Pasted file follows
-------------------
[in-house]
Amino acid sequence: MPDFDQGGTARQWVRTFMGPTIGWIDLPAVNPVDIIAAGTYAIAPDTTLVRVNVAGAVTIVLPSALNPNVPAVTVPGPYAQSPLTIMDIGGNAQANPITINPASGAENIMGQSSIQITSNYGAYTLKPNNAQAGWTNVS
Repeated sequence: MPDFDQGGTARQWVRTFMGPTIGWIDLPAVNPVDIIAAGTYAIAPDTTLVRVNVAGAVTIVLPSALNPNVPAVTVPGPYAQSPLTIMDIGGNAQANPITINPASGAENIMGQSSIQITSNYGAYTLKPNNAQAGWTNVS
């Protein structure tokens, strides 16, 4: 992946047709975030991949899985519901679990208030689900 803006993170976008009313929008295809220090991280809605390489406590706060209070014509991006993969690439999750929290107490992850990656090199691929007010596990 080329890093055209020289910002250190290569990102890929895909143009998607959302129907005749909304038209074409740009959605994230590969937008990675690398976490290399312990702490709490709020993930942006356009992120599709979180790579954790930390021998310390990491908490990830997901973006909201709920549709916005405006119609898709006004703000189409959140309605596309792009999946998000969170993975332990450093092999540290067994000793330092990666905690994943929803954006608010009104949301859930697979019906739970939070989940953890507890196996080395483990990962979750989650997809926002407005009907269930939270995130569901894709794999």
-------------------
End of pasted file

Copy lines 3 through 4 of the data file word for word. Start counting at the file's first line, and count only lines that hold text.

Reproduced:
Repeated sequence: MPDFDQGGTARQWVRTFMGPTIGWIDLPAVNPVDIIAAGTYAIAPDTTLVRVNVAGAVTIVLPSALNPNVPAVTVPGPYAQSPLTIMDIGGNAQANPITINPASGAENIMGQSSIQITSNYGAYTLKPNNAQAGWTNVS
């Protein structure tokens, strides 16, 4: 992946047709975030991949899985519901679990208030689900 803006993170976008009313929008295809220090991280809605390489406590706060209070014509991006993969690439999750929290107490992850990656090199691929007010596990 080329890093055209020289910002250190290569990102890929895909143009998607959302129907005749909304038209074409740009959605994230590969937008990675690398976490290399312990702490709490709020993930942006356009992120599709979180790579954790930390021998310390990491908490990830997901973006909201709920549709916005405006119609898709006004703000189409959140309605596309792009999946998000969170993975332990450093092999540290067994000793330092990666905690994943929803954006608010009104949301859930697979019906739970939070989940953890507890196996080395483990990962979750989650997809926002407005009907269930939270995130569901894709794999």